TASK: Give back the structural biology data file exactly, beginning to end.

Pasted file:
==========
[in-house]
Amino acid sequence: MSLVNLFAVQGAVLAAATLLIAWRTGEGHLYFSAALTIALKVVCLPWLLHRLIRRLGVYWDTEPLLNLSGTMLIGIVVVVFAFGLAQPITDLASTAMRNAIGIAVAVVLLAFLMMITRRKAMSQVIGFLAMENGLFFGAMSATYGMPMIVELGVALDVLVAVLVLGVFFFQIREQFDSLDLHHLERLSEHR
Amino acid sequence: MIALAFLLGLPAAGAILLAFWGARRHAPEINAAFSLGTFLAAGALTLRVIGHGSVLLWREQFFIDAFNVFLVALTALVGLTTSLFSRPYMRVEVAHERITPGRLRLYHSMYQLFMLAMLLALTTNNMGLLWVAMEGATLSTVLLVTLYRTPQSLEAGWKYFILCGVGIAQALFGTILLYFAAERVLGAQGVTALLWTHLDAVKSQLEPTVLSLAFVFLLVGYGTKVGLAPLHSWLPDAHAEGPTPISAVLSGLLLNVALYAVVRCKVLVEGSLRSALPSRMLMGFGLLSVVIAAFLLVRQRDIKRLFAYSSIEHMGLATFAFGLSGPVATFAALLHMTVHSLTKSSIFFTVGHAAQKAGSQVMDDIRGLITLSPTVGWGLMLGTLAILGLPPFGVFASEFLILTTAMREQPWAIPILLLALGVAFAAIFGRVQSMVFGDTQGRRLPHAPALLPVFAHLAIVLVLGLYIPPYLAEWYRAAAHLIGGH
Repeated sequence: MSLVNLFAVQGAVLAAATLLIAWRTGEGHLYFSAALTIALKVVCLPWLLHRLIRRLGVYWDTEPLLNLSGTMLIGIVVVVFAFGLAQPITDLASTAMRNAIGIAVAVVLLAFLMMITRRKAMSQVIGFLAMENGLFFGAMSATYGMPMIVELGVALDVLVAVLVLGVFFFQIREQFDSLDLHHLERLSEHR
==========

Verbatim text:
[in-house]
Amino acid sequence: MSLVNLFAVQGAVLAAATLLIAWRTGEGHLYFSAALTIALKVVCLPWLLHRLIRRLGVYWDTEPLLNLSGTMLIGIVVVVFAFGLAQPITDLASTAMRNAIGIAVAVVLLAFLMMITRRKAMSQVIGFLAMENGLFFGAMSATYGMPMIVELGVALDVLVAVLVLGVFFFQIREQFDSLDLHHLERLSEHR
Amino acid sequence: MIALAFLLGLPAAGAILLAFWGARRHAPEINAAFSLGTFLAAGALTLRVIGHGSVLLWREQFFIDAFNVFLVALTALVGLTTSLFSRPYMRVEVAHERITPGRLRLYHSMYQLFMLAMLLALTTNNMGLLWVAMEGATLSTVLLVTLYRTPQSLEAGWKYFILCGVGIAQALFGTILLYFAAERVLGAQGVTALLWTHLDAVKSQLEPTVLSLAFVFLLVGYGTKVGLAPLHSWLPDAHAEGPTPISAVLSGLLLNVALYAVVRCKVLVEGSLRSALPSRMLMGFGLLSVVIAAFLLVRQRDIKRLFAYSSIEHMGLATFAFGLSGPVATFAALLHMTVHSLTKSSIFFTVGHAAQKAGSQVMDDIRGLITLSPTVGWGLMLGTLAILGLPPFGVFASEFLILTTAMREQPWAIPILLLALGVAFAAIFGRVQSMVFGDTQGRRLPHAPALLPVFAHLAIVLVLGLYIPPYLAEWYRAAAHLIGGH
Repeated sequence: MSLVNLFAVQGAVLAAATLLIAWRTGEGHLYFSAALTIALKVVCLPWLLHRLIRRLGVYWDTEPLLNLSGTMLIGIVVVVFAFGLAQPITDLASTAMRNAIGIAVAVVLLAFLMMITRRKAMSQVIGFLAMENGLFFGAMSATYGMPMIVELGVALDVLVAVLVLGVFFFQIREQFDSLDLHHLERLSEHR